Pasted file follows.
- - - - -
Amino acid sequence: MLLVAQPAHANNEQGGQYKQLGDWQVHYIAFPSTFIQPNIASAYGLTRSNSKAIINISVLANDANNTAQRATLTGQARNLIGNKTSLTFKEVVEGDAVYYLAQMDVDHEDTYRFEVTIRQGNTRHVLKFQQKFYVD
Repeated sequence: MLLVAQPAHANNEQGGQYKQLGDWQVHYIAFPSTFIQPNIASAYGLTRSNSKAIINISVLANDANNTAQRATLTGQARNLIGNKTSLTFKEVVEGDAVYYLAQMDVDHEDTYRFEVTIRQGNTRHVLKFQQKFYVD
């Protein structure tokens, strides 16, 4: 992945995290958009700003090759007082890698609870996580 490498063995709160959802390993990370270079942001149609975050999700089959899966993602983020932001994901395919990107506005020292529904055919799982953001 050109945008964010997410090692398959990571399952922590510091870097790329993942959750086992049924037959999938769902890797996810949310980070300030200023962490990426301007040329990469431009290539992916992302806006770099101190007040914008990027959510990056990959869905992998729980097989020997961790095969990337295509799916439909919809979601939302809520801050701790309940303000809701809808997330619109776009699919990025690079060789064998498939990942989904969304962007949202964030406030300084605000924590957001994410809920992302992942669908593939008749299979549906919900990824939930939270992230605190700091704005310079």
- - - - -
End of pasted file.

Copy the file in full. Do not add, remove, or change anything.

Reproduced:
Amino acid sequence: MLLVAQPAHANNEQGGQYKQLGDWQVHYIAFPSTFIQPNIASAYGLTRSNSKAIINISVLANDANNTAQRATLTGQARNLIGNKTSLTFKEVVEGDAVYYLAQMDVDHEDTYRFEVTIRQGNTRHVLKFQQKFYVD
Repeated sequence: MLLVAQPAHANNEQGGQYKQLGDWQVHYIAFPSTFIQPNIASAYGLTRSNSKAIINISVLANDANNTAQRATLTGQARNLIGNKTSLTFKEVVEGDAVYYLAQMDVDHEDTYRFEVTIRQGNTRHVLKFQQKFYVD
């Protein structure tokens, strides 16, 4: 992945995290958009700003090759007082890698609870996580 490498063995709160959802390993990370270079942001149609975050999700089959899966993602983020932001994901395919990107506005020292529904055919799982953001 050109945008964010997410090692398959990571399952922590510091870097790329993942959750086992049924037959999938769902890797996810949310980070300030200023962490990426301007040329990469431009290539992916992302806006770099101190007040914008990027959510990056990959869905992998729980097989020997961790095969990337295509799916439909919809979601939302809520801050701790309940303000809701809808997330619109776009699919990025690079060789064998498939990942989904969304962007949202964030406030300084605000924590957001994410809920992302992942669908593939008749299979549906919900990824939930939270992230605190700091704005310079």